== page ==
• Any time you have a hardware serial write command with zero as argument such as Serial.write(0) or Serial.write(‘\ 0′), you will have to replace them with the following: Serial.write((uint8_t)0). The reason behind this is that in the new Print class, which Serial class inherits from, the write(char*) method is no longer virtual but actually defined. This write(char*) method and the write(uint8_t) method are both non-virtual and become ambiguous when the argument is zero. The zero could mean zero BYTE value or zero pointer to char array, which is allowed (no other constant values are allowed as pointer). To clear it up, you force the zero into BYTE, or the unsigned 8-bit integer type: uint8_t.
    • Any other libraries that derive from the Print class will have the same issues. You have to do the above regarding to write(0).

    .

    Simple ATtiny RS232 RX Level Converter Schematic:
    arduino-attiny-simple-rs232-RX-level-converter

  2. SoftwareSerial or Here
    If you use this option you have a two way communication, just as you are used to from the Arduino environment. You can set TX/RX to any pin. If you only need tx or rx you can set the unused option to -1, like this

    const int rx=3;
    const int tx=-1;

    The disadvantage of using SoftawareSerial is that you might have to tune the internal oscillator to get a stable connection. Another thing is that it use more memory than TinyDebugSerial. If you need to tune the internal oscillator you can use TinyTuner:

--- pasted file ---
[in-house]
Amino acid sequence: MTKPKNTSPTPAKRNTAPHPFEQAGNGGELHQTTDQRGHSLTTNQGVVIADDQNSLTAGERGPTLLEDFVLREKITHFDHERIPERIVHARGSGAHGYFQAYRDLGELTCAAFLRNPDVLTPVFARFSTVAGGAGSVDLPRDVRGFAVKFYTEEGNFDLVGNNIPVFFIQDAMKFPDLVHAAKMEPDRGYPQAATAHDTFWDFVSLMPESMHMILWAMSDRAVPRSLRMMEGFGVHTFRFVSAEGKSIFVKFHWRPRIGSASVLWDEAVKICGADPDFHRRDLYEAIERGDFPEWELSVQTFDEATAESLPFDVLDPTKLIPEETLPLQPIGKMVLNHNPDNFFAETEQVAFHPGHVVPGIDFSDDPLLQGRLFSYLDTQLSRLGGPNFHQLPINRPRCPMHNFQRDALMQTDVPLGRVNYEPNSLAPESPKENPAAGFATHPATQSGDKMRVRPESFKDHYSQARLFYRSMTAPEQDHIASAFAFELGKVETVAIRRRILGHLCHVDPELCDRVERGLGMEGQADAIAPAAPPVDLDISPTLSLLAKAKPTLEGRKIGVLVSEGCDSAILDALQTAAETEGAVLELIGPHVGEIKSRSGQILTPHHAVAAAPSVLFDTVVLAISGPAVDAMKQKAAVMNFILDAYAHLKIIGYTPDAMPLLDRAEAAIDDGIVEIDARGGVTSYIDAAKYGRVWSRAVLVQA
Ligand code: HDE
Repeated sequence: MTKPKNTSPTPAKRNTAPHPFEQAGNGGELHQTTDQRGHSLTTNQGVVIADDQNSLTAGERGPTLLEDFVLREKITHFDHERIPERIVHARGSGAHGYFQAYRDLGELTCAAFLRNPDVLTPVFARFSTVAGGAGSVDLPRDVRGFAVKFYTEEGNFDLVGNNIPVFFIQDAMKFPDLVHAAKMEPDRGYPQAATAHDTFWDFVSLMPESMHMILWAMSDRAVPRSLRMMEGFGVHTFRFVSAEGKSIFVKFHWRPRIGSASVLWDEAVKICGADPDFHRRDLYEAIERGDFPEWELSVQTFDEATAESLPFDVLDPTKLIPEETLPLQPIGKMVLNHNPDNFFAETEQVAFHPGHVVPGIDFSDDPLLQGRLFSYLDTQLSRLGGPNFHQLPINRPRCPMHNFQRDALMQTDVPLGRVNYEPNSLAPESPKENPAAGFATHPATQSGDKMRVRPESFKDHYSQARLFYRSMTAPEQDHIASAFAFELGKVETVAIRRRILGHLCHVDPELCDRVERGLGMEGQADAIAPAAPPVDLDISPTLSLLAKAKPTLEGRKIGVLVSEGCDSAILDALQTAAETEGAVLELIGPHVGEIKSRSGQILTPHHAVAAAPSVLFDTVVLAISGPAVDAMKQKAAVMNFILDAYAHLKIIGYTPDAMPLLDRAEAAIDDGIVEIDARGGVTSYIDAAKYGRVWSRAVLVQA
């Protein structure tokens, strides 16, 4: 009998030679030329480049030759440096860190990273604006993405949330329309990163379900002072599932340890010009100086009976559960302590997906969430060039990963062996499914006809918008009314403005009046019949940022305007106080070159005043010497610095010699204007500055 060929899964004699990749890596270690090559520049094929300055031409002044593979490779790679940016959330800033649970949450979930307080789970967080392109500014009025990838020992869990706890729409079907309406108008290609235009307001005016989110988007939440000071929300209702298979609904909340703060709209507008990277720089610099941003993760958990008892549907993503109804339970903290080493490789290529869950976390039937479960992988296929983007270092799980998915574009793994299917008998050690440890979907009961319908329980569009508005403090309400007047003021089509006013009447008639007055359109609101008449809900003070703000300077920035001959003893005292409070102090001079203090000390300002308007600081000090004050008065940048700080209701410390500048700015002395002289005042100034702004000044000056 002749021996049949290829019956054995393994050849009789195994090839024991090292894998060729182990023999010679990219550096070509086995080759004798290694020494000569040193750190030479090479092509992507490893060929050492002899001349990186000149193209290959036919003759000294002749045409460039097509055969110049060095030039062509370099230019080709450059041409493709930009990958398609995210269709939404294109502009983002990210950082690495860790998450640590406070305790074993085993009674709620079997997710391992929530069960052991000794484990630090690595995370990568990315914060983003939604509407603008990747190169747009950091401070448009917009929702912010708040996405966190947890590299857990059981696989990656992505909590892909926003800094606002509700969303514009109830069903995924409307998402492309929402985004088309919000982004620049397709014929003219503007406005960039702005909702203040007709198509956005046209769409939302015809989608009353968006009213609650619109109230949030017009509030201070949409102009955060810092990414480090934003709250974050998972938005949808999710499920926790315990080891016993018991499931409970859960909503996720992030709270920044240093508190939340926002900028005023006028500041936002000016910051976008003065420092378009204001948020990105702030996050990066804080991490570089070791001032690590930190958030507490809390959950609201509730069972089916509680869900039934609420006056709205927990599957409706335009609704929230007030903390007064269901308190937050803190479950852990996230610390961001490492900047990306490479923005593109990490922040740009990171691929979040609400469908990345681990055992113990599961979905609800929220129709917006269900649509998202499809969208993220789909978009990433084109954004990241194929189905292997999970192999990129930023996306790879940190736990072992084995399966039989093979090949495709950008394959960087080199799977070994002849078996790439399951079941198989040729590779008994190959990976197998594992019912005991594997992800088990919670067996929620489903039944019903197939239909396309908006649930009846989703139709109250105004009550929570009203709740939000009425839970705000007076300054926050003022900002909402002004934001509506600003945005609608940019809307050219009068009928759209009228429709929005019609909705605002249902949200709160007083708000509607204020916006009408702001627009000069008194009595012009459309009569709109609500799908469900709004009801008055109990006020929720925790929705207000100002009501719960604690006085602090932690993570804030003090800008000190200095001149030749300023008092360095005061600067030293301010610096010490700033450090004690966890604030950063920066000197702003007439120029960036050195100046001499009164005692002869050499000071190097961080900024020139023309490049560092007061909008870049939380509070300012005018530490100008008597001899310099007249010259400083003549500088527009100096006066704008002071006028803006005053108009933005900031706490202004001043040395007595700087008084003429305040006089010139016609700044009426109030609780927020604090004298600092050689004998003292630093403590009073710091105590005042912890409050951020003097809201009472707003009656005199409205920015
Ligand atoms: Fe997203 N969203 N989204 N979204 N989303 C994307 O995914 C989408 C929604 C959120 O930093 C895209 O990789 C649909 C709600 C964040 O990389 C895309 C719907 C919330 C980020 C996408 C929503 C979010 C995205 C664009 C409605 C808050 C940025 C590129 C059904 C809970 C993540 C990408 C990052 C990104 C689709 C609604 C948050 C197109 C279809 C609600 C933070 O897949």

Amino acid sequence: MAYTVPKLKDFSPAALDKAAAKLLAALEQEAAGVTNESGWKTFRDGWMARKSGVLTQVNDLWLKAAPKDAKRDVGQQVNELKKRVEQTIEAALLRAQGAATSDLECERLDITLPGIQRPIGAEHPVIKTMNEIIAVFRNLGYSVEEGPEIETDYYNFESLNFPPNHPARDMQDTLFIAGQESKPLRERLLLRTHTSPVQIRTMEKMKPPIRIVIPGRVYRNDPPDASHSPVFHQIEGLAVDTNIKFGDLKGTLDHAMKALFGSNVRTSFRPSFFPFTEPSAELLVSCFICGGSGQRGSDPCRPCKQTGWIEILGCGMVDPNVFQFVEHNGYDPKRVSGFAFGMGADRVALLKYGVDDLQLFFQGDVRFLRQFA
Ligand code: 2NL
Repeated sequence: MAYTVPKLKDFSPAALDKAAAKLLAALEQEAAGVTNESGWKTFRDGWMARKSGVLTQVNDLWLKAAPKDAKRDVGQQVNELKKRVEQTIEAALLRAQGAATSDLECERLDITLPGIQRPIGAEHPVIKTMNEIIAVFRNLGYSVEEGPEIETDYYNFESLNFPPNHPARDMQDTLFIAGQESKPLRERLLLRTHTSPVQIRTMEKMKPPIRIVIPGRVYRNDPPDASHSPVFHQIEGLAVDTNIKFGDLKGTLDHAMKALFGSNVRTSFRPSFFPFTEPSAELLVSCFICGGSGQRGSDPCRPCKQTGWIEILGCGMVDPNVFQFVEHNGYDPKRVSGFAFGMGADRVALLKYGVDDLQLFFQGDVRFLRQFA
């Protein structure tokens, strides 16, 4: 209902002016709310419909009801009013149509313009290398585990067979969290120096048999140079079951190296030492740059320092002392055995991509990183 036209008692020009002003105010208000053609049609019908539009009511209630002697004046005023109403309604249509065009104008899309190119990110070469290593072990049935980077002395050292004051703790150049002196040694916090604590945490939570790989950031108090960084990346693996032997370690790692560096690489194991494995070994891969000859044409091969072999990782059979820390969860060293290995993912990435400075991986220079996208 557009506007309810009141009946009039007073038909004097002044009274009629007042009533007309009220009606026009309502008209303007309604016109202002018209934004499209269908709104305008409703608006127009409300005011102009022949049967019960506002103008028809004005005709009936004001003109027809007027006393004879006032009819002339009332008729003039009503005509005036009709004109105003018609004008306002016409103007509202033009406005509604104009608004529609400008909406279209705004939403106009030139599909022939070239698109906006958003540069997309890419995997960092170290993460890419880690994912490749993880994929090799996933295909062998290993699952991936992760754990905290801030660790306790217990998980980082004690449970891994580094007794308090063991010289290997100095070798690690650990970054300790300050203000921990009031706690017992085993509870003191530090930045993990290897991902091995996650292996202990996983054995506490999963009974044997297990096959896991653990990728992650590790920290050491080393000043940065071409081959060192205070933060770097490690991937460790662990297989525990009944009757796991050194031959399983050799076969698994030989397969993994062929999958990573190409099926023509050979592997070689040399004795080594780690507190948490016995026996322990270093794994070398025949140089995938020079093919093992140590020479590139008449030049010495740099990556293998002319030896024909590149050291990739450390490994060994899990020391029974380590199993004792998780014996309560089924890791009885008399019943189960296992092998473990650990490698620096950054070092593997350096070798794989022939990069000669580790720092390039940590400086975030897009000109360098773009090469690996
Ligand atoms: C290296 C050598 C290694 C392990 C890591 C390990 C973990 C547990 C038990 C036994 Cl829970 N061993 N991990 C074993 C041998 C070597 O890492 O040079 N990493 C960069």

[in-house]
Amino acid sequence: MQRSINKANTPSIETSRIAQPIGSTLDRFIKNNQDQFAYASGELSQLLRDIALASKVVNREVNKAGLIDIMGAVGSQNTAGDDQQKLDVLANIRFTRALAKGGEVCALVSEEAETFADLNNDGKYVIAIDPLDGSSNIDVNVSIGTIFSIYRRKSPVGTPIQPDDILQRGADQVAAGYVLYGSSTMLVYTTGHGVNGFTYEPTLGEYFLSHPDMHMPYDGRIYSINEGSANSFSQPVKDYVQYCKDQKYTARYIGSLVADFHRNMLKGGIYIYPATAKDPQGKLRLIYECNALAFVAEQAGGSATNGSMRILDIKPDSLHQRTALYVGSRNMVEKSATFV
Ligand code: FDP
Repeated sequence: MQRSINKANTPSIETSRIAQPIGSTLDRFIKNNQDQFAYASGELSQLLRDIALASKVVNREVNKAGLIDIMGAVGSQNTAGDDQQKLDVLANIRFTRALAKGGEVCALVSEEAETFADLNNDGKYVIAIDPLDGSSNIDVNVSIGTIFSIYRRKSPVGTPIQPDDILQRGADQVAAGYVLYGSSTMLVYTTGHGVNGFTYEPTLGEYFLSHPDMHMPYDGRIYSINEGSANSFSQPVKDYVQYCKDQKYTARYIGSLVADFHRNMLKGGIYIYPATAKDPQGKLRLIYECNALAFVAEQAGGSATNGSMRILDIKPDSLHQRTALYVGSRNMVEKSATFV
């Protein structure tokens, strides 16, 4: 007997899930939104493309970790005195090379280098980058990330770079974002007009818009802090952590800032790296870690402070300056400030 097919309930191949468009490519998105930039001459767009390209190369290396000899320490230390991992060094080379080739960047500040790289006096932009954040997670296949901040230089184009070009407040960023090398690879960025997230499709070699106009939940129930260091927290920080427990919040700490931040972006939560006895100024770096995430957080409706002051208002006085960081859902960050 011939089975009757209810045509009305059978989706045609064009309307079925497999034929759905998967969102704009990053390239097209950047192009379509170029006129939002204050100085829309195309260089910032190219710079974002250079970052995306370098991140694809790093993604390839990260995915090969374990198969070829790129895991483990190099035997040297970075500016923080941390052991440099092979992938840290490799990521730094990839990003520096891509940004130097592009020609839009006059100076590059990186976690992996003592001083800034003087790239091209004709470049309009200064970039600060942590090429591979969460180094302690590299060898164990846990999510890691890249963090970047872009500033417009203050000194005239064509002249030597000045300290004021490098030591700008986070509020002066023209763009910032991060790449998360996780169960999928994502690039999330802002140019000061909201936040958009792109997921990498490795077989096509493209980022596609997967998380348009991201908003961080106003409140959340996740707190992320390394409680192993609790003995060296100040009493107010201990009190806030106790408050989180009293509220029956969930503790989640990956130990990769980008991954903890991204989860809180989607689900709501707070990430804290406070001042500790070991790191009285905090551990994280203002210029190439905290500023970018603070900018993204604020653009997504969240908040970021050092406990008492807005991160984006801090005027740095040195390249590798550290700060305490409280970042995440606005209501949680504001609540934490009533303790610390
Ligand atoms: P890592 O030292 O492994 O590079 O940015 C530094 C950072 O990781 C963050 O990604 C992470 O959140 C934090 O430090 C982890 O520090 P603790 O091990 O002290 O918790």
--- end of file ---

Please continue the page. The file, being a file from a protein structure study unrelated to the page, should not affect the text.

#include 
    const int rx=3;
    const int tx=1;
    
    SoftwareSerial mySerial(rx,tx);
    int i=0;
    char buf[12];
    
    void setup()
    {
    pinMode(rx,INPUT);
    pinMode(tx,OUTPUT);
    mySerial.begin(9600);
    }
    
    void loop()
    {
    if (mySerial.available()>0){
    buf[i]= mySerial.read();
    if (int(buf[i])==13 || int(buf[i])==10 ){ //If Carriage return has been reached
    mySerial.println(buf);
    for(int x=0;x<=10;x++){
    buf[x]=' ';
    }
    i=0; //start over again
    
    } //if enter
    i++;
    } //If mySerial.available
    }//LOOP
  3. VirtualWire .pdf

    VirtualWire(v1.6) is an library for Arduino, ATtiny, Maple and others that provides features to send short messages, without addressing, retransmit or acknowledgment, a bit like UDP over wireless, using ASK (amplitude shift keying). Supports a number of inexpensive radio transmitters and receivers. All that is required is transmit data, receive data and (for transmitters, optionally) a PTT transmitter enable. Can also be used over various analog connections (not just a data radio), such as the audio channel of an A/V senderTX Example